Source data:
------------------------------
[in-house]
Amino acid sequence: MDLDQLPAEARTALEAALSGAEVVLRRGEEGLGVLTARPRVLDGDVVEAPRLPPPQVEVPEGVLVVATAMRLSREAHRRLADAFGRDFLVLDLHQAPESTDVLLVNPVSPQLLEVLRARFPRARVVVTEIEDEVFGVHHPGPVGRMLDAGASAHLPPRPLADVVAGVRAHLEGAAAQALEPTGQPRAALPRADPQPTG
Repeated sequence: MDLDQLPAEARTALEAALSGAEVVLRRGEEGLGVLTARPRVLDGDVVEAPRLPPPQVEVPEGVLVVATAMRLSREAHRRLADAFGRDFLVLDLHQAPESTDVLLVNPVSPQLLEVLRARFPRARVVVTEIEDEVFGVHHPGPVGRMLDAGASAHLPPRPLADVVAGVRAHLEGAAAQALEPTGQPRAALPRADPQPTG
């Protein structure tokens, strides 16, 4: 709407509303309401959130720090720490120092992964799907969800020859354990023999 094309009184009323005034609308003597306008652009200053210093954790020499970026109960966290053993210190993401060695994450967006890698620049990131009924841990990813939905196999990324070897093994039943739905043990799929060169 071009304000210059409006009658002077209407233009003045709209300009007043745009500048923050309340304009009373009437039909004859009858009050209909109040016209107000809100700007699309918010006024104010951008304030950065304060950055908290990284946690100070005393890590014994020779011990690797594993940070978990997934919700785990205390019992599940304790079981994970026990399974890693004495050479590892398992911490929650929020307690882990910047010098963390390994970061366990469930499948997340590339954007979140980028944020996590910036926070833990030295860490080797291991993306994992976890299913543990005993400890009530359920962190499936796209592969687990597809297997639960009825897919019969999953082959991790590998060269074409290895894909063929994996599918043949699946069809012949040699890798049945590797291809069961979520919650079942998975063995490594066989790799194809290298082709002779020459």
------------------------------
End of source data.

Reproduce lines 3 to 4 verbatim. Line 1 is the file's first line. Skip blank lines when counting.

Repeated sequence: MDLDQLPAEARTALEAALSGAEVVLRRGEEGLGVLTARPRVLDGDVVEAPRLPPPQVEVPEGVLVVATAMRLSREAHRRLADAFGRDFLVLDLHQAPESTDVLLVNPVSPQLLEVLRARFPRARVVVTEIEDEVFGVHHPGPVGRMLDAGASAHLPPRPLADVVAGVRAHLEGAAAQALEPTGQPRAALPRADPQPTG
């Protein structure tokens, strides 16, 4: 709407509303309401959130720090720490120092992964799907969800020859354990023999 094309009184009323005034609308003597306008652009200053210093954790020499970026109960966290053993210190993401060695994450967006890698620049990131009924841990990813939905196999990324070897093994039943739905043990799929060169 071009304000210059409006009658002077209407233009003045709209300009007043745009500048923050309340304009009373009437039909004859009858009050209909109040016209107000809100700007699309918010006024104010951008304030950065304060950055908290990284946690100070005393890590014994020779011990690797594993940070978990997934919700785990205390019992599940304790079981994970026990399974890693004495050479590892398992911490929650929020307690882990910047010098963390390994970061366990469930499948997340590339954007979140980028944020996590910036926070833990030295860490080797291991993306994992976890299913543990005993400890009530359920962190499936796209592969687990597809297997639960009825897919019969999953082959991790590998060269074409290895894909063929994996599918043949699946069809012949040699890798049945590797291809069961979520919650079942998975063995490594066989790799194809290298082709002779020459």